A Letter from Illustrator Kadir Nelson
- Grades: 3–5
About this book
Dear young and cool readers,
You may wonder what goes into creating images for an historical picture book. I'll tell you that it would be very easy if I could simply make everything up, but that would be the worst thing I could do because I would get it all wrong. For each historical subject, I have to do an awful lot of research to learn all about it. It's kind of like doing homework, but I love homework. So to start Henry’s Freedom Box, I read Henry Box Brown's autobiography. I had recently finished a book about Harriet Tubman so I was pretty familiar with slavery and the Underground Railroad.
When I was finished reading about Henry and the Underground, I then had to find images of urban slaves, free African-Americans, townspeople, wagons, horses, etc. Since this is a true story and set in a real place, I had to find photographs of each setting to make sure the images I was painting were authentic. Since Henry worked in a factory, I had to learn the process of growing, smoking, and twisting tobacco and along the way found some very interesting photographs of farm workers who work on tobacco plantations.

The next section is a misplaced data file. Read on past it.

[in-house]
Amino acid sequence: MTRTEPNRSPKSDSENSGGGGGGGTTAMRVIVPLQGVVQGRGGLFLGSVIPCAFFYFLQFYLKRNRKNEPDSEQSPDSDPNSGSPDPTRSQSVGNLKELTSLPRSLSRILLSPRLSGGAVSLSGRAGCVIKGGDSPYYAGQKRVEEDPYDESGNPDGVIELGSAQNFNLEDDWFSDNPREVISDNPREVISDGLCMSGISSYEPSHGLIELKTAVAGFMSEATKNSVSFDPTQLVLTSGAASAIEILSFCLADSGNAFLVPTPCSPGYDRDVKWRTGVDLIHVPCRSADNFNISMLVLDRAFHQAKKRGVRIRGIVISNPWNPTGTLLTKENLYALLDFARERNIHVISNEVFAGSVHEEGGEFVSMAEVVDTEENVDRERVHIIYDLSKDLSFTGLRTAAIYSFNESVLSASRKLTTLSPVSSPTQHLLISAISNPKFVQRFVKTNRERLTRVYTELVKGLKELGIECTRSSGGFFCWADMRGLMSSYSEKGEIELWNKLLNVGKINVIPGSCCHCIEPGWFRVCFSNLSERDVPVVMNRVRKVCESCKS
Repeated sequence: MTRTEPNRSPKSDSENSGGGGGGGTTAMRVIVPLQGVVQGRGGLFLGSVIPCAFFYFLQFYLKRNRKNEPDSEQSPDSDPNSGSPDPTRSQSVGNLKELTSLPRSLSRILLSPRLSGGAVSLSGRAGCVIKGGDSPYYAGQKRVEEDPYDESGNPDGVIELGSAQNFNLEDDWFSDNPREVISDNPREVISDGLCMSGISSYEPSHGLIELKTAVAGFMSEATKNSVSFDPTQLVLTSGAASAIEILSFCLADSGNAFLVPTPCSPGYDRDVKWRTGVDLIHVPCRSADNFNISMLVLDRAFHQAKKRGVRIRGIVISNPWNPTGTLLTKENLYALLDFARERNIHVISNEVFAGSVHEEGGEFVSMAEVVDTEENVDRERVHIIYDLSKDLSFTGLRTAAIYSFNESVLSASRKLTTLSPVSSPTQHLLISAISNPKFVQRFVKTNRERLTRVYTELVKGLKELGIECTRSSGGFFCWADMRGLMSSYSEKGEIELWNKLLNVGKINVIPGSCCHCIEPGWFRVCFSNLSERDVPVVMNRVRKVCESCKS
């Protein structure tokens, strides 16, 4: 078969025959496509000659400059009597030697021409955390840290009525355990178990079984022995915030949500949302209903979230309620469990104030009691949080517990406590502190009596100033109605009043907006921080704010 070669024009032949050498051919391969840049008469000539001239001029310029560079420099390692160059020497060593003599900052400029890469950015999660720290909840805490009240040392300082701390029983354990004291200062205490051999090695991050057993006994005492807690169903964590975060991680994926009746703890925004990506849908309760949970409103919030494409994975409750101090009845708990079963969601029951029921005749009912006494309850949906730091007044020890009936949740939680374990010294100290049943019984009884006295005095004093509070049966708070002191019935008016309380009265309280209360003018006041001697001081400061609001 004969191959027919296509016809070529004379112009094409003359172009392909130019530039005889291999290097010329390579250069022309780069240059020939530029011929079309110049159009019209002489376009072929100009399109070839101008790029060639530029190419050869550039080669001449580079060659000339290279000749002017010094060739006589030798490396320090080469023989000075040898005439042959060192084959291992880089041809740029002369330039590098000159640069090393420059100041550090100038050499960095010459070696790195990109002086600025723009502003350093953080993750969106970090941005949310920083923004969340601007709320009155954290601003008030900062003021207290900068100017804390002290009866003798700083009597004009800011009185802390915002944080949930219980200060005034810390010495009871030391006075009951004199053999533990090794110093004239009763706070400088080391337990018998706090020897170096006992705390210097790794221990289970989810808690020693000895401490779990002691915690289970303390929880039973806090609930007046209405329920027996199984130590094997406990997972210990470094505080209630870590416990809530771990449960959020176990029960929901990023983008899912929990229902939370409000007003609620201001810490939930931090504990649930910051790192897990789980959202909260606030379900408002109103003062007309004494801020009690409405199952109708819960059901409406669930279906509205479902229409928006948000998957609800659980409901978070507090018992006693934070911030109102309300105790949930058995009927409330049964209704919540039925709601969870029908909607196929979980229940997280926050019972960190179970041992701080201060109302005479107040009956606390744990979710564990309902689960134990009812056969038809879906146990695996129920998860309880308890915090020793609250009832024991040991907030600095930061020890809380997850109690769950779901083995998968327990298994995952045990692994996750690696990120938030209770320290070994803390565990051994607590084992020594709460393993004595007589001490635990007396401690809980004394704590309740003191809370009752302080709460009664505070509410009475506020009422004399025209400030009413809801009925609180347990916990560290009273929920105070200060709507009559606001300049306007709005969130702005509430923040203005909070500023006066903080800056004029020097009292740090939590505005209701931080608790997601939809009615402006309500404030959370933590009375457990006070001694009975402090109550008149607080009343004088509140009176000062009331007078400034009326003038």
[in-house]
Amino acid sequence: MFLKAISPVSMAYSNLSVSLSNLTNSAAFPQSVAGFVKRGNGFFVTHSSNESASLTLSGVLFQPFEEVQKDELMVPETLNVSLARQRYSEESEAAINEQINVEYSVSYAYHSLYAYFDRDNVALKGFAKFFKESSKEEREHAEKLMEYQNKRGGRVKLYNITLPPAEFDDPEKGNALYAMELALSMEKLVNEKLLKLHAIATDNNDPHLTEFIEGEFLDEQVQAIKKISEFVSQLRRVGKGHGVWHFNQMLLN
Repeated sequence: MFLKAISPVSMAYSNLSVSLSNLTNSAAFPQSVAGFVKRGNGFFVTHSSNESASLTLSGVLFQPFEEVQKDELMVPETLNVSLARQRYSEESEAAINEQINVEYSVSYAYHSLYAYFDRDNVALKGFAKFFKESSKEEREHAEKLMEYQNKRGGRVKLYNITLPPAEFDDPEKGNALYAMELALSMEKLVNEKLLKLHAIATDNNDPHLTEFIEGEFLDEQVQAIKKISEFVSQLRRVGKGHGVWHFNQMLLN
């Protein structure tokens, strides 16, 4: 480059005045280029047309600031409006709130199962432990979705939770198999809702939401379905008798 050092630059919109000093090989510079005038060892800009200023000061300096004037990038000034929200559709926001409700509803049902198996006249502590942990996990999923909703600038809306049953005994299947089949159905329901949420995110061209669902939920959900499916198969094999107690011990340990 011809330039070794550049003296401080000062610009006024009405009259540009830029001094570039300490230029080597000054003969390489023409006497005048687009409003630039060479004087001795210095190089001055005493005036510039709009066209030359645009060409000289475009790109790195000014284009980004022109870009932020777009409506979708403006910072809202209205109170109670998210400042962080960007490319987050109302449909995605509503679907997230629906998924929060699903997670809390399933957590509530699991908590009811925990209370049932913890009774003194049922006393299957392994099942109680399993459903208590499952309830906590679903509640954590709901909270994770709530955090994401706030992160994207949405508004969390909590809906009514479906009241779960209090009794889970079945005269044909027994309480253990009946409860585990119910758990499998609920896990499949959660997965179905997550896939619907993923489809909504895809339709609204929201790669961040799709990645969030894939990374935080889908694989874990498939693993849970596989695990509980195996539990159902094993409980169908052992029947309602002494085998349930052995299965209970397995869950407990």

I decided to base the style of the artwork for Henry’s Freedom Box partially on a lithograph of a drawing created by Samuel Rowse for the purpose of raising funds for the slavery abolitionist movement. I fused the cross-hatched rendering style with my own painterly style to give the artwork an antique-like feel.
In this slide show, you can see the original Rowse lithograph as well as some of the other primary source photographs and reference materials that I found and used for the artwork. You'll also find a few sketches of my artwork to give you a sense of how each image looks in the early stages.
|View a slide show of Nelson's
primary source images
For more on Kadir Nelson, watch this video of Scholastic's Q&A with the illustrator.